Chris says:

it's just what happens when it's all 0's and 1's

Ever since the first secuirty measure was implemented there has been someone out there dedicated to getting around it. This will always be the case, so whenever the next one comes out it will be cracked or bypassed just as easily. If people want to go wasting a bunch of money trying to protect their crap for a few short months, then fine by me. Im patient enough to take advantage of other peoples work that allows me to get what I want for free.

ScytheNoire (profile) says:

DRM has always been a joke

Alex Hagen sounds like some industry rep.

DRM does not work, has never worked, and never will work. It’s just some toy for bored geeks to play with. It’s like some puzzle challange in the sunday paper that cost millions/billions to make. Good job wasting money. Shows how much they care about the artists they are supposed to represent.

For some real fun, they need to get those PS3 keys out there just to really piss Sony off and make them a bigger mockery. Of course, no one is really buying PS3’s, and don’t want to do too much to help Blu-Ray sales. But using a PS3 to rip Blu-Ray movies would be poetic justice. Get all those keys revoked and have them stop working. This will be done soon enough.

fuse5k says:

RE: the downloading of HD debate

I know it now sounds improbable that people will be downloading the entire content of 20-30 GB disks over the internet. But now the case is that if you were to download a DVD quality movie you could get it on about 800 MB, instead of the 4-9 you would on a DVD Disk.

There will be new compression formats to take these behemoth files and compress them so that we will be able to share them.
it has been happenning for years, as the file formats get larger, bandwidth gets larger, and people come up with different ways of sharing them
in the days of napster would you have thought of downloading a whole album at the same time? doubtful. Would you think about it twice now, doubtful.

John Locke says:

Re: RE: the downloading of HD debate

“There will be new compression formats to take these behemoth files and compress them so that we will be able to share them. it has been happenning for years, as the file formats get larger, bandwidth gets larger, and people come up with different ways of sharing them…….”

You’ve hit the nail on the head. That’s exactly what’s
going to happen. The ISPs had better get ready for
a huge surge in bandwidth usage.

Anonymous Jerk says:

Copy protection fix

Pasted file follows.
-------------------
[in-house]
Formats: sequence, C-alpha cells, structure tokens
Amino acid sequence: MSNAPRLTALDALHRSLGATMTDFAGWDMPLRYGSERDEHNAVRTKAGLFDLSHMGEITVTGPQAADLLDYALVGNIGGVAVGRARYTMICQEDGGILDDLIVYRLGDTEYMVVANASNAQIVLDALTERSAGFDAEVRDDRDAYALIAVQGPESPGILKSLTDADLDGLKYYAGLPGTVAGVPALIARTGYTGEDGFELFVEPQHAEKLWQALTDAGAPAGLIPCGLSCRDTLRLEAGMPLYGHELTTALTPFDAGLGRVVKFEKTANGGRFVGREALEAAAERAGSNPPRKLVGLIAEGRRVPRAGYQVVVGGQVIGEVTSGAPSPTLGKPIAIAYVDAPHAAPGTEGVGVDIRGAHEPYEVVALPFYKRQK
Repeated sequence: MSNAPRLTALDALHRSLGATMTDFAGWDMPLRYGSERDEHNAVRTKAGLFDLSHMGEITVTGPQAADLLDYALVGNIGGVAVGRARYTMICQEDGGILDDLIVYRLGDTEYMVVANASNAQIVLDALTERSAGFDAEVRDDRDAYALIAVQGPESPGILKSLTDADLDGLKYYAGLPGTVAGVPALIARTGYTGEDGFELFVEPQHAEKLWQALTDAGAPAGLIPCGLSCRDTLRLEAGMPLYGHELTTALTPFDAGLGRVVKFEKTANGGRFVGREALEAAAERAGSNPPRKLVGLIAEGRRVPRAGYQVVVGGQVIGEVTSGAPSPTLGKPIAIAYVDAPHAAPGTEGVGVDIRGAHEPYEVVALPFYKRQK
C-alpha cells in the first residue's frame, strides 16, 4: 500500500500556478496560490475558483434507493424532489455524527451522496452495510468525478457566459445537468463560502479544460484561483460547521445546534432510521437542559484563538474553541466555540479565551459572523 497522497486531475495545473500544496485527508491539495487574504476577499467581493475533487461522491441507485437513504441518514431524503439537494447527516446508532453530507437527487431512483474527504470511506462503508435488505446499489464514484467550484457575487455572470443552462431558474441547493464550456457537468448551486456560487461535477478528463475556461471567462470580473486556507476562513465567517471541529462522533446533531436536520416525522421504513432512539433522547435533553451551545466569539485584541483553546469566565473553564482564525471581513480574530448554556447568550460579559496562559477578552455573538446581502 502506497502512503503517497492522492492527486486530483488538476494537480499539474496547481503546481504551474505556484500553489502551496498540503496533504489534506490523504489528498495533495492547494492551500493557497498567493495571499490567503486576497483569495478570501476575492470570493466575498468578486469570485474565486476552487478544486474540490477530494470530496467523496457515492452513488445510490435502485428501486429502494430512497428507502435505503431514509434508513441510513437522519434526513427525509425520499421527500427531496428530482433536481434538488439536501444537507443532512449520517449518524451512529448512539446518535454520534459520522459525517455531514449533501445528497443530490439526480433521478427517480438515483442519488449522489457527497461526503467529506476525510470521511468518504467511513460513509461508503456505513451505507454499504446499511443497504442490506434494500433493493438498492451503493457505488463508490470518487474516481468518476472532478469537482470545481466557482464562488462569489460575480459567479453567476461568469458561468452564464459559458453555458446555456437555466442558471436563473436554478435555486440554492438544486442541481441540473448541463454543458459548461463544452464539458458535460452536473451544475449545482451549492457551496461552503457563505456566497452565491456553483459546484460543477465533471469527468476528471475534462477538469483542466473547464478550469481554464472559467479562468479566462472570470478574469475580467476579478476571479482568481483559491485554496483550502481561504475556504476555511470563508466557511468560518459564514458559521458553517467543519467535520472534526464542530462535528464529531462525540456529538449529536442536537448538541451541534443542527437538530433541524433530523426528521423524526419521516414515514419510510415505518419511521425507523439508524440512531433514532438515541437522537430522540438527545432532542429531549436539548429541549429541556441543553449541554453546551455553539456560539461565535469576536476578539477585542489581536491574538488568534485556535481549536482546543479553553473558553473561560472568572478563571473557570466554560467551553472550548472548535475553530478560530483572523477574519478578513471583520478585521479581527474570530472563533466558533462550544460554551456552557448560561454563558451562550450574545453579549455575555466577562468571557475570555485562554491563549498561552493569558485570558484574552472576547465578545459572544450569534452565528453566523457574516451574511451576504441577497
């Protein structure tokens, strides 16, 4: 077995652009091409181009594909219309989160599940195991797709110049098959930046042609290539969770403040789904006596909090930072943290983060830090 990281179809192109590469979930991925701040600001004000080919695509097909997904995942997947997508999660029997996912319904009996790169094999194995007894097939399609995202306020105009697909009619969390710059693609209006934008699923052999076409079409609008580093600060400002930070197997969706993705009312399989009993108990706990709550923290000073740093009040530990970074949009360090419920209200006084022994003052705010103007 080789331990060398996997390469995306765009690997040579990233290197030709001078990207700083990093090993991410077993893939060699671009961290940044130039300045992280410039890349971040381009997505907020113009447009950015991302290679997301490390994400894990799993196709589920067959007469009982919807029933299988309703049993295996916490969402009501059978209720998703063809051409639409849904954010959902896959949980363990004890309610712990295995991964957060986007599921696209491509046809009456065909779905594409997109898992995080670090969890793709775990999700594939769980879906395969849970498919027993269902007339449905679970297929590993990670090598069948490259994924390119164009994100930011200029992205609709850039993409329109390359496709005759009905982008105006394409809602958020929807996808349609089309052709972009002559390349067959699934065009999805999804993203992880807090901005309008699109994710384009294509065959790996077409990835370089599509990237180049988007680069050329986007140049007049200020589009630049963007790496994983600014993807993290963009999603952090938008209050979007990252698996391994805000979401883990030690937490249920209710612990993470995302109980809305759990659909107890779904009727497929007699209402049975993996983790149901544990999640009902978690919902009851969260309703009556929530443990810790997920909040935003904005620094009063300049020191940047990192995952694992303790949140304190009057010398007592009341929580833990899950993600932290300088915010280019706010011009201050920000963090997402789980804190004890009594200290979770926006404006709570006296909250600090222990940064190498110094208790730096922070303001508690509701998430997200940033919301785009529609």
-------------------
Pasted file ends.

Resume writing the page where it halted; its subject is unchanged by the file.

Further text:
Question: How many people would pay, say, $5 for a legal copy of a movie, that is the same quality as a pirated copy (camcorder shot of a movie screen)?
That’s the fix! If someone is given an option of two movies, and the quality and cost are exactly the same, but one is illegal and can land you in serious trouble, and the other is legal, who’s gonna pick the illegal version?

These film companies need to realize this, and, say, the day after a movie comes out in a theater, release a low-quality copy, and a discounted price. Yes, the theatres will be p***ed off, but screw them, they already make a KILLING off of $3 drinks and $4 popcorn. No, it won’t solve all the piracy problems, but it would at least show everyone that the producers are willing to compete with piracy, instead of taking a hard-handed, brick-wall stance against it.

Grundle says:

Cracking DRM

Simultaneous release is the way to go. Out on DVD on wide release day. Movie theatres are competing with home rigs more and more for eyeballs. Gone are the days when you needed 10 grand+ just for the sound system, now a whole HD big screen rig with 5.1 is becoming affordable. I would much rather sit at home and watch a movie on a 60 inch tv than go to a packed movie theatre full of loudmouths and overpriced consessions to watch sub-standard swill. The movie theatre’s role needs to be re-examined, especially the pricing. Hollywood puts out A LOT of garbage that’s just no where near worth $50 for 2 people to go see. Don’t get me wrong, I still do enjoy the theatre for those movies that NEED to be seen on an 80 foot screen but I can guarantee you that I’ve already watched it at home to see if it’s even worth going to see. THAT right there terrifies the movie industry.

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copydvd (user link) says:

Copy Protected Dvd's

To begin with an exposition. What they call “duplicate control” is really “content encryption”. The encryption does nothing, nor would it be able to, do stop duplicating.
The issue is that a large number of DVD’s and players have been sold, individuals aren’t going to strive for another group for quite a while, and the encryption that DVD’s utilization has been broken. As such, its pointless.
So we have an industry that purchased and paid for the DMCA as a lawful intends to shore up their powerless specialized guards of their substance. Anyway the law is generally excessively moderate to find individuals replicating films.